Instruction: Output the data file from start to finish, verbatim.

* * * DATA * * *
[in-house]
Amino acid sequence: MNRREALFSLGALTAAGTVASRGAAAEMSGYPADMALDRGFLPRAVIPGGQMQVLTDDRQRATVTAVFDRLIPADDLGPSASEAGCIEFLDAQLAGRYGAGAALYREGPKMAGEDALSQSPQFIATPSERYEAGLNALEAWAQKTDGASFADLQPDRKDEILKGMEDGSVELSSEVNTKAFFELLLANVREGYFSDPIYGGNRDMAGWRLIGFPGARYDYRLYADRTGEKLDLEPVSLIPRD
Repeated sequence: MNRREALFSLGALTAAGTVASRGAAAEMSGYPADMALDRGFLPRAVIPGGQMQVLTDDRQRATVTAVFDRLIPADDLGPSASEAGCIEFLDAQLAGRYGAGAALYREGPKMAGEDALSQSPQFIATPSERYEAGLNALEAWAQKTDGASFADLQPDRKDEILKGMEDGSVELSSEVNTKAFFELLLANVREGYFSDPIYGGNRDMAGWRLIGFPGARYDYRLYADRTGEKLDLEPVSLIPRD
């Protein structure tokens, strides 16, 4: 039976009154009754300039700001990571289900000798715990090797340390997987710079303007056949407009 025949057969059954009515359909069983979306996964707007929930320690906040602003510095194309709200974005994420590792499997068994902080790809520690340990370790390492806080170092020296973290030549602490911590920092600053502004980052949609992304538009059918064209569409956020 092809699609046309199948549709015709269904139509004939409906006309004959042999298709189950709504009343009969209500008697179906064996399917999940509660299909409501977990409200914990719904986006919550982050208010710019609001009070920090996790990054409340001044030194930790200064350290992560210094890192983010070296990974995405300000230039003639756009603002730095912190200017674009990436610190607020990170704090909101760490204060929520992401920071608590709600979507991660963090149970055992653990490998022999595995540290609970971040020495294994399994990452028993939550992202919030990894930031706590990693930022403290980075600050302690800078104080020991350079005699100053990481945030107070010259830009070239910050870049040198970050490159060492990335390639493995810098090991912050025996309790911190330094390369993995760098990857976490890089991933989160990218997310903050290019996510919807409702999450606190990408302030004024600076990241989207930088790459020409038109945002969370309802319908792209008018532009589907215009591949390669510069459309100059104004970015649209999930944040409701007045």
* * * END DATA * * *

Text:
[in-house]
Amino acid sequence: MNRREALFSLGALTAAGTVASRGAAAEMSGYPADMALDRGFLPRAVIPGGQMQVLTDDRQRATVTAVFDRLIPADDLGPSASEAGCIEFLDAQLAGRYGAGAALYREGPKMAGEDALSQSPQFIATPSERYEAGLNALEAWAQKTDGASFADLQPDRKDEILKGMEDGSVELSSEVNTKAFFELLLANVREGYFSDPIYGGNRDMAGWRLIGFPGARYDYRLYADRTGEKLDLEPVSLIPRD
Repeated sequence: MNRREALFSLGALTAAGTVASRGAAAEMSGYPADMALDRGFLPRAVIPGGQMQVLTDDRQRATVTAVFDRLIPADDLGPSASEAGCIEFLDAQLAGRYGAGAALYREGPKMAGEDALSQSPQFIATPSERYEAGLNALEAWAQKTDGASFADLQPDRKDEILKGMEDGSVELSSEVNTKAFFELLLANVREGYFSDPIYGGNRDMAGWRLIGFPGARYDYRLYADRTGEKLDLEPVSLIPRD
């Protein structure tokens, strides 16, 4: 039976009154009754300039700001990571289900000798715990090797340390997987710079303007056949407009 025949057969059954009515359909069983979306996964707007929930320690906040602003510095194309709200974005994420590792499997068994902080790809520690340990370790390492806080170092020296973290030549602490911590920092600053502004980052949609992304538009059918064209569409956020 092809699609046309199948549709015709269904139509004939409906006309004959042999298709189950709504009343009969209500008697179906064996399917999940509660299909409501977990409200914990719904986006919550982050208010710019609001009070920090996790990054409340001044030194930790200064350290992560210094890192983010070296990974995405300000230039003639756009603002730095912190200017674009990436610190607020990170704090909101760490204060929520992401920071608590709600979507991660963090149970055992653990490998022999595995540290609970971040020495294994399994990452028993939550992202919030990894930031706590990693930022403290980075600050302690800078104080020991350079005699100053990481945030107070010259830009070239910050870049040198970050490159060492990335390639493995810098090991912050025996309790911190330094390369993995760098990857976490890089991933989160990218997310903050290019996510919807409702999450606190990408302030004024600076990241989207930088790459020409038109945002969370309802319908792209008018532009589907215009591949390669510069459309100059104004970015649209999930944040409701007045």